Simple fact is that loving, awesome parents have for centuries and longer used corporal punishment to raise kids. It is effective. Also a simple fact is that for just as long parents of all kinds (including the loving awesome ones) have misused corporal punishment in ways that are borderline (or not borderline) abuse.

            The topic is always a heated one. Kudos to Charlie for bringing it up. There is a lot of ugliness out there when it comes to the way kids are treated. Its tough to see sometimes. I also have stepped in and made comments to folks beating their kids in public, and nearly gotten into serious confrontation for it. Its amazing how hot people get when confronted with what they are doing that is blatantly wrong.

            Its also important to note that there is a significant difference between beating your kid and using corporal punishment appropriately. Its important not to see the two as the same. If you are unwilling to separate legitimate corporal punishment from child abuse then you are completely eliminating any effect you may actually have addressing either topic.

            I am the proud parent of four kids (about to be five). My oldest is 13. They have all been raised using spanking as one of the methods of punishment as was I. I studied by butt off before I became a parent to come to the methods of punishment and child raising I would use. It wasn’t something that I fell into because I was raised that way… its a studied, logical, and firm belief that I have that its the right way to do things.

            When my kids get punished it is within these bounds:

            1) The punishment is always only and completely for their instruction and well being.

            2) The punishment is never done out of anger. If I am angry then they are “checked” verbally that they will be punished later and to start thinking about what just happened.

            3) The punishment is always done in private if possible. Its not possible to privately keep a child from touching a hot stove or from chasing that ball into the road. If its not a hazard to their immediate health and well-being… its taken to a separate room.

            4) The kids are asked why they are being punished before they are punished. Then the reason is explained. The punishment is issued. They are asked why they received it and then told how to correct the behavior.

            5) If spanking was involved the kids are always hugged afterwards.

            6) Spanking is always only done on the rear. With clothes on.

            7) Spanking is never done hard enough to leave a mark. Period. If you don’t spank out of anger or to vent frustration this wont be an issue anyways.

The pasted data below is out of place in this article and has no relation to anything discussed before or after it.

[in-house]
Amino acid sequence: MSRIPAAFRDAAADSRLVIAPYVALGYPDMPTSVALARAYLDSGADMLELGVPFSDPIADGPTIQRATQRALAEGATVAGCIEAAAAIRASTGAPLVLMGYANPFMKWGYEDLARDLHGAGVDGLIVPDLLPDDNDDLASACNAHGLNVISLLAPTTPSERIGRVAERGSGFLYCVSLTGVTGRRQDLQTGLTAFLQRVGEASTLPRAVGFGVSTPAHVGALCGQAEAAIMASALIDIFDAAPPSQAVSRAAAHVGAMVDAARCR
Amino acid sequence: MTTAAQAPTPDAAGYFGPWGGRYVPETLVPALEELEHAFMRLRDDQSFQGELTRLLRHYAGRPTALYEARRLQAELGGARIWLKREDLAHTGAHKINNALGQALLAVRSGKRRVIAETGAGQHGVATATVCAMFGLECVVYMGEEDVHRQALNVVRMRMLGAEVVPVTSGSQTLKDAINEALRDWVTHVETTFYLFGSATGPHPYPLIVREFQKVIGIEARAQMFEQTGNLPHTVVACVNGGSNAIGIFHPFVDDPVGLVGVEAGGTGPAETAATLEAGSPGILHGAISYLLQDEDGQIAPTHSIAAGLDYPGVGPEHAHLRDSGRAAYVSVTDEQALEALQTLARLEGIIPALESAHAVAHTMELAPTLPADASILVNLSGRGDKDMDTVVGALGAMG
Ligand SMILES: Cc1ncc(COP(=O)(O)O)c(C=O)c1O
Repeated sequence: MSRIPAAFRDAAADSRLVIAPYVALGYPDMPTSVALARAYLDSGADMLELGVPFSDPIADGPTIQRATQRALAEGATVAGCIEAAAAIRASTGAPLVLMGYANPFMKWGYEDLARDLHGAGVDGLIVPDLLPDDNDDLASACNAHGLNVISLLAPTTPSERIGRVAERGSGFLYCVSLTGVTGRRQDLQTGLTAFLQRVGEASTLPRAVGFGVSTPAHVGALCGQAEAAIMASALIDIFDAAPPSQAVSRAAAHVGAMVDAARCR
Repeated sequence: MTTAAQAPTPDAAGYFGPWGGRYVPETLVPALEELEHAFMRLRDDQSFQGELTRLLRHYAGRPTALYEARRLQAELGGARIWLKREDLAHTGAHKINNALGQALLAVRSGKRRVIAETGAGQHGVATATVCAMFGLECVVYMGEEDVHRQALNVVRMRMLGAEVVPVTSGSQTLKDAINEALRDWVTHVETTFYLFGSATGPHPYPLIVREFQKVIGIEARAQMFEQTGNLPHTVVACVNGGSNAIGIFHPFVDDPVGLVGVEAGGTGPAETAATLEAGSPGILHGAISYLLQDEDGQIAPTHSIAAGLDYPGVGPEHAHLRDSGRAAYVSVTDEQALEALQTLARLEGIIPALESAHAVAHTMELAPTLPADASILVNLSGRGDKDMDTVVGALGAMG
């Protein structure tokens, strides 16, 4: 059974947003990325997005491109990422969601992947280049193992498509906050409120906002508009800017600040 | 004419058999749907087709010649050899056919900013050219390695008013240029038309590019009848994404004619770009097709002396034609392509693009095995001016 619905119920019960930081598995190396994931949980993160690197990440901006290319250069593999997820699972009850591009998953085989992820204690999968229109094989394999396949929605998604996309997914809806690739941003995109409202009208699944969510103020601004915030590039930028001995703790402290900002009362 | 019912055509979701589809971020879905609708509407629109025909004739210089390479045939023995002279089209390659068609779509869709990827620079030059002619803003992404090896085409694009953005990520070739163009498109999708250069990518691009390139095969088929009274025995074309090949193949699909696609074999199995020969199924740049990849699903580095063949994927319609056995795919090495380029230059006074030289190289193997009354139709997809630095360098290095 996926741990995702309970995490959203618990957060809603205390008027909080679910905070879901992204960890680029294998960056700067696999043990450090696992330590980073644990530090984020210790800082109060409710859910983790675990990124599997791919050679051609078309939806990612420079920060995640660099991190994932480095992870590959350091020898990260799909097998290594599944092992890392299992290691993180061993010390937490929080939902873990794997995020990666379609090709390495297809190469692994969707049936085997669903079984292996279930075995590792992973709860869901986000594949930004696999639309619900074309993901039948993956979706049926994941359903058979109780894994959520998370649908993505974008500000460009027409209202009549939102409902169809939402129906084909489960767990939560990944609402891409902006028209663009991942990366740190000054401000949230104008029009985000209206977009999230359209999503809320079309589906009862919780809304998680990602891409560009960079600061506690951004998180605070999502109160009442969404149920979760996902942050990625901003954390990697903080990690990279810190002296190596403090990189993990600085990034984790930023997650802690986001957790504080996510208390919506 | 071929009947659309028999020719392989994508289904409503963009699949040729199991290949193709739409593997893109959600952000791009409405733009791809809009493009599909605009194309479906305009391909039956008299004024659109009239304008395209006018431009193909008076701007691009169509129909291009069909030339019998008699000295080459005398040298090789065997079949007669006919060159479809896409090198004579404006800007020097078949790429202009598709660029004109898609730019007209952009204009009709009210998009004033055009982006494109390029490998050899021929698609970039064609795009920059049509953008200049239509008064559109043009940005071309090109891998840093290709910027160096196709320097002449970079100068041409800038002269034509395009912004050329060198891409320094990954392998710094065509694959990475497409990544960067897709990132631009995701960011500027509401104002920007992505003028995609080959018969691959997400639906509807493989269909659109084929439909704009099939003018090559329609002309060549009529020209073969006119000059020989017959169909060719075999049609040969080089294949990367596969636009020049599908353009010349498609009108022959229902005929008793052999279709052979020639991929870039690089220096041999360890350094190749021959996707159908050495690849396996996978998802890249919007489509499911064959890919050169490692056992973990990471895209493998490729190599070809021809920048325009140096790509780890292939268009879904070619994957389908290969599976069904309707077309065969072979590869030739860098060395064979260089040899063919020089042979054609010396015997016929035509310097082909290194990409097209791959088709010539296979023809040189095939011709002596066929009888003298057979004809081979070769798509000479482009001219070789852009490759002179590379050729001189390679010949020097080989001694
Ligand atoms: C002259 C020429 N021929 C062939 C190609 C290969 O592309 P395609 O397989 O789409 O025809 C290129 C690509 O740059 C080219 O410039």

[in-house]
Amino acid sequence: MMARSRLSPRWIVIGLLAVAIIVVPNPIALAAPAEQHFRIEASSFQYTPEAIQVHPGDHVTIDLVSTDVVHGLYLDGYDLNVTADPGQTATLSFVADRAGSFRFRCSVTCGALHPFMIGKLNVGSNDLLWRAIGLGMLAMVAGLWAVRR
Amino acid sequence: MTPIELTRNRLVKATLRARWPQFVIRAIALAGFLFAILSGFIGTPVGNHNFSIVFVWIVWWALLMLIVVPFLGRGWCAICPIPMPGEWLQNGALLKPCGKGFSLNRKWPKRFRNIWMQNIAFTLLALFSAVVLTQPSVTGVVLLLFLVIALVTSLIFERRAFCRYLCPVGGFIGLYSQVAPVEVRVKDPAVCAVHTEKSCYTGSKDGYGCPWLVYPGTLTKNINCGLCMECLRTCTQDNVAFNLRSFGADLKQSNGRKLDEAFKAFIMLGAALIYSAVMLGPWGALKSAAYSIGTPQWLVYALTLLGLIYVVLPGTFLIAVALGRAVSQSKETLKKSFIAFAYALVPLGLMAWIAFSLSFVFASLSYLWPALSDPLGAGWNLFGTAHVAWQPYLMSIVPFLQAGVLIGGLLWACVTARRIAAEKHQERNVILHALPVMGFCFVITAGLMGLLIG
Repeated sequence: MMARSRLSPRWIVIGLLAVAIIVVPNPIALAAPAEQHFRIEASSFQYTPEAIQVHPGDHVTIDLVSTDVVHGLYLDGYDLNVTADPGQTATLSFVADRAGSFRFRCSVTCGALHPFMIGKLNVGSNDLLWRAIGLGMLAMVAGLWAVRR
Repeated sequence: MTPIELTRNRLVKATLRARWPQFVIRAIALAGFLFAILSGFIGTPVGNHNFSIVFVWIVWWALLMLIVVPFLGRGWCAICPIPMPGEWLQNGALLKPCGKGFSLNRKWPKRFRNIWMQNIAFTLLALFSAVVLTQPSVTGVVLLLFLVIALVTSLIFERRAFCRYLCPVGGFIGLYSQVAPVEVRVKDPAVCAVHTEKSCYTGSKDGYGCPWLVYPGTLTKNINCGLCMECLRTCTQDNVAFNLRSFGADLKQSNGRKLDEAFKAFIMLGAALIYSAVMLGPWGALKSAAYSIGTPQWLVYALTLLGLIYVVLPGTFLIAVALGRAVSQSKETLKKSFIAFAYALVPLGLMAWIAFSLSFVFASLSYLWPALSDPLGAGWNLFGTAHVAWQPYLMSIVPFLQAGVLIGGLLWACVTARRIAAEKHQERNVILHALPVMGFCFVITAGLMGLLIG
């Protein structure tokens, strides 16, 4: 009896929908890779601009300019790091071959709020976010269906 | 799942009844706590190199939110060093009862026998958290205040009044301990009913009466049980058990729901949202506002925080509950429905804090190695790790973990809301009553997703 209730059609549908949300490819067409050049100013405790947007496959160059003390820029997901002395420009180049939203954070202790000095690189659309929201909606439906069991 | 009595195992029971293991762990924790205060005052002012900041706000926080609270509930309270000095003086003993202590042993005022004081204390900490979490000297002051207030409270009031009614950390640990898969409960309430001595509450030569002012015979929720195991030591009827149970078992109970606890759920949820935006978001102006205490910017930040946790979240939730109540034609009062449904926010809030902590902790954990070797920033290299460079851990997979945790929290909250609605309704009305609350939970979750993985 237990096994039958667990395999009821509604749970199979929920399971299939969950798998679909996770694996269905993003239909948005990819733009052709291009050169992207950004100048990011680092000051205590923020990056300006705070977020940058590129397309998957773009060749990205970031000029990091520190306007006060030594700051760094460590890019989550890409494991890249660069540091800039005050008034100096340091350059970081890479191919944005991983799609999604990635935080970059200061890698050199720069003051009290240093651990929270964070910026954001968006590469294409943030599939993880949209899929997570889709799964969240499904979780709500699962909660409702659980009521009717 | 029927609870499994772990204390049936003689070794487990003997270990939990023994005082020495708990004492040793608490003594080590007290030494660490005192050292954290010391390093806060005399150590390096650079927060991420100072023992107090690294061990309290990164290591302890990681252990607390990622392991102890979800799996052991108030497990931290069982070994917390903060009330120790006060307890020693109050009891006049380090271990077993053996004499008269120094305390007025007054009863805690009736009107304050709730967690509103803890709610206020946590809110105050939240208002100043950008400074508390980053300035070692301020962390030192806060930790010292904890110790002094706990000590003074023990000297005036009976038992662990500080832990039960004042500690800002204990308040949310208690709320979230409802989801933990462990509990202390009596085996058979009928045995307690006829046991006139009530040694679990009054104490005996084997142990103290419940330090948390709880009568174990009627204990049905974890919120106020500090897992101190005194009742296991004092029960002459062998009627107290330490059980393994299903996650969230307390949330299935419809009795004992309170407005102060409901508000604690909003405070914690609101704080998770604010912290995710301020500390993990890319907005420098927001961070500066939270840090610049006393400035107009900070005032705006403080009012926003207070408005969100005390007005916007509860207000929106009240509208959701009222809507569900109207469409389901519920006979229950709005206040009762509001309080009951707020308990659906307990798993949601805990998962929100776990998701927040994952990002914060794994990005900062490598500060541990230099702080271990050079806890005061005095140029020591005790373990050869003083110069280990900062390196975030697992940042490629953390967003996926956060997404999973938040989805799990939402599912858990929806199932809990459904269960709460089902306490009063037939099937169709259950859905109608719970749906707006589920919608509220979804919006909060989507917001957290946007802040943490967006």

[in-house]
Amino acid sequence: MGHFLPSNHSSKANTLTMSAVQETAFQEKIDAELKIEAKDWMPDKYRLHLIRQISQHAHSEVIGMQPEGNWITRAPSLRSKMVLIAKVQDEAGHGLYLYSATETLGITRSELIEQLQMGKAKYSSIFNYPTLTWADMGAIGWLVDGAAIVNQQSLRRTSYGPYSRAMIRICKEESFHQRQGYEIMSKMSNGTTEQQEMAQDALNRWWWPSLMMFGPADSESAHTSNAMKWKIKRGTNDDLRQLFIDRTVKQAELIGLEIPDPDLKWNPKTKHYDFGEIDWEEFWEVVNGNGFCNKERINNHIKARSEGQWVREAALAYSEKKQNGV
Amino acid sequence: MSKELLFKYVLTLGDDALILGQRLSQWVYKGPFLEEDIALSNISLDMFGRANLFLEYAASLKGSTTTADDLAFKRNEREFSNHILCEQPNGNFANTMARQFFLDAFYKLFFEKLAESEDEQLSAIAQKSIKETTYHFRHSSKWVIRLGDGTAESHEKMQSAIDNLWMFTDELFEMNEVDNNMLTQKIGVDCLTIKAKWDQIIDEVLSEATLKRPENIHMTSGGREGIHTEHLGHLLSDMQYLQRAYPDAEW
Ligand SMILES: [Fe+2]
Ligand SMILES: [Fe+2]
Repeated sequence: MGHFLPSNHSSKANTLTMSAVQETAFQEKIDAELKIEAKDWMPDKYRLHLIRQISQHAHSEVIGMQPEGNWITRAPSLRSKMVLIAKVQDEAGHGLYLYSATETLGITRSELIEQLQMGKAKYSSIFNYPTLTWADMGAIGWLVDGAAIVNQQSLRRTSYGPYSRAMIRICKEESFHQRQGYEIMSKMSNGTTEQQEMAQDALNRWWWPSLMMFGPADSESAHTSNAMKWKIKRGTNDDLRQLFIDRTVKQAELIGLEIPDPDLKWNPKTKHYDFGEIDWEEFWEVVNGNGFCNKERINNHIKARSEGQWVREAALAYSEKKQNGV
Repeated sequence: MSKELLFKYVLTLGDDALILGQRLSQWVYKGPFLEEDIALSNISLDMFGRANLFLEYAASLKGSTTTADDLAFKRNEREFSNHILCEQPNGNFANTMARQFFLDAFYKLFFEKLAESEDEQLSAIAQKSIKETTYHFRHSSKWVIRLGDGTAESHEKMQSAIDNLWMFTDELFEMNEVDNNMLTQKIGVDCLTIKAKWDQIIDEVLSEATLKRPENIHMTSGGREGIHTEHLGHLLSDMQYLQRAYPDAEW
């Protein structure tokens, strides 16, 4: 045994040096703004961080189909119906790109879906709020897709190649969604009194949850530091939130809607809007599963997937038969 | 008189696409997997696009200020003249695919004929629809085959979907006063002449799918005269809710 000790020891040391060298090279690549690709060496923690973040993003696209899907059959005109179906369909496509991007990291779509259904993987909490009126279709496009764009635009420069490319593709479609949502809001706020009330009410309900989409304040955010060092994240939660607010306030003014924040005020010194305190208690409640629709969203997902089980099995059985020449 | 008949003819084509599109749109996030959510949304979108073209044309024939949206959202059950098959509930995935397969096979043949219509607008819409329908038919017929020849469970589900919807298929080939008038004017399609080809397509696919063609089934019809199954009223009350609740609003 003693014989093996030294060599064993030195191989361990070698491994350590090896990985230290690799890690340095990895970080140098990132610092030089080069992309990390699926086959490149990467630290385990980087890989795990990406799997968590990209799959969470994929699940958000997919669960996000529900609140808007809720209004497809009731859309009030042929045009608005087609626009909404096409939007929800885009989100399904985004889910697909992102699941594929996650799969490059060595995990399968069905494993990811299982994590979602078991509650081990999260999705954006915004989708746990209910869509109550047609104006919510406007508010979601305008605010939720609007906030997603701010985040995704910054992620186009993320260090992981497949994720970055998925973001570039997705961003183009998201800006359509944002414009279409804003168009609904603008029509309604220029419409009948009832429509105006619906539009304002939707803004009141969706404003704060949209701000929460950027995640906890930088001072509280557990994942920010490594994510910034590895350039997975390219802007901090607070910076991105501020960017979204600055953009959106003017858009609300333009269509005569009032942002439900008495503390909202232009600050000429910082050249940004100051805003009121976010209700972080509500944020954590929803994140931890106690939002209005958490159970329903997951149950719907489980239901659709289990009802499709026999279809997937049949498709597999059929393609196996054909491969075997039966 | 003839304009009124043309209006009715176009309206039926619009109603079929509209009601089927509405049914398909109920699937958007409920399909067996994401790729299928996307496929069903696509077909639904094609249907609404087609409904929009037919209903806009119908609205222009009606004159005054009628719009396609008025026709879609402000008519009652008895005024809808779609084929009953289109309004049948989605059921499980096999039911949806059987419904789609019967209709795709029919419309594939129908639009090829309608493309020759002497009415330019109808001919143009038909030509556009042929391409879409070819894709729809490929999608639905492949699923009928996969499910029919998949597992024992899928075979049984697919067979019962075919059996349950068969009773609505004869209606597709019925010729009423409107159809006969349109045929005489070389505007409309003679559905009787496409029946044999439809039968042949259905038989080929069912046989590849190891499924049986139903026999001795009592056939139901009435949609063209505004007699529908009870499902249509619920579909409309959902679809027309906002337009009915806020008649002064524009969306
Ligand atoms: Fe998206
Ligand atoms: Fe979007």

And one last one… that I started as a new parent that I abandoned eventually.

            8) Never spank with the hand. always use a ‘spanking spoon’ or other device.

            I could get into the why’s and wherefore’s on that one another time. :)

            All that said. If I was at the park with my son… and he did something that rose to the level of mandating a spanking… and I spoke to him… and explained the why and what of it… and pulled him aside and popped his butt… and then hugged him and sent him on his way and someone came up to me and challenged that. I would say they were way, WAY out of line.

            Though… you rarely see spanking done the correct way in public. By definition you won’t.

            You will just see the happy, cheery kids behaving very very well in an extremely functional family.

            -Troy

    • Look, while I take some issue with spanking a 15-year-old girl, I have to disagree with Phil’s comment above. Even though you (who experienced this first-hand and have lived with it every day since) completely defend the TOTALITY of your dad’s actions, he feels free to weigh in and attack the character of a man he has never met.

      So let me do the same.

      Based on what you said above, I’d say you were blessed with a great father. I hope that, if you are married, your husband would do the same for you.

      • Phil says:

        “Dad grabbed me by my arm, threw me over the couch, and hit me about three times with his belt.”

        I heard enough.

        • Phil, I hope that your daughters afford more leniency in your parenting failures than you afford to this man. If one single incident is enough for you to trash and dismiss Melinda’s father’s character, then I am saddened at your shortsightedness.